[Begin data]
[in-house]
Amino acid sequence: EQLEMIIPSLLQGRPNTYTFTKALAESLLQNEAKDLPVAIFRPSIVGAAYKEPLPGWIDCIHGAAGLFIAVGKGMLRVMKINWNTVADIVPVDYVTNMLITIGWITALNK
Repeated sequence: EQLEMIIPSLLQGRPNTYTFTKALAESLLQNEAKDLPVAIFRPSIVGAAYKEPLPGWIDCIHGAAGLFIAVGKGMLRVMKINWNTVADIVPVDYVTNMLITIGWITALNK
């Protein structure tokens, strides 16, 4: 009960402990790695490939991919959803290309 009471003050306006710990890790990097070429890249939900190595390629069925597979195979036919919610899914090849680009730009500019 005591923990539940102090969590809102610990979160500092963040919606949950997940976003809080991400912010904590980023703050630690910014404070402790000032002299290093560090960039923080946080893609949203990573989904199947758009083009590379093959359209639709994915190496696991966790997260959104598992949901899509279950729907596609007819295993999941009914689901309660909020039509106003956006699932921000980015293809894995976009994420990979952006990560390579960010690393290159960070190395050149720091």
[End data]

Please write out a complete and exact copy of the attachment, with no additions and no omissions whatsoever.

[in-house]
Amino acid sequence: EQLEMIIPSLLQGRPNTYTFTKALAESLLQNEAKDLPVAIFRPSIVGAAYKEPLPGWIDCIHGAAGLFIAVGKGMLRVMKINWNTVADIVPVDYVTNMLITIGWITALNK
Repeated sequence: EQLEMIIPSLLQGRPNTYTFTKALAESLLQNEAKDLPVAIFRPSIVGAAYKEPLPGWIDCIHGAAGLFIAVGKGMLRVMKINWNTVADIVPVDYVTNMLITIGWITALNK
């Protein structure tokens, strides 16, 4: 009960402990790695490939991919959803290309 009471003050306006710990890790990097070429890249939900190595390629069925597979195979036919919610899914090849680009730009500019 005591923990539940102090969590809102610990979160500092963040919606949950997940976003809080991400912010904590980023703050630690910014404070402790000032002299290093560090960039923080946080893609949203990573989904199947758009083009590379093959359209639709994915190496696991966790997260959104598992949901899509279950729907596609007819295993999941009914689901309660909020039509106003956006699932921000980015293809894995976009994420990979952006990560390579960010690393290159960070190395050149720091």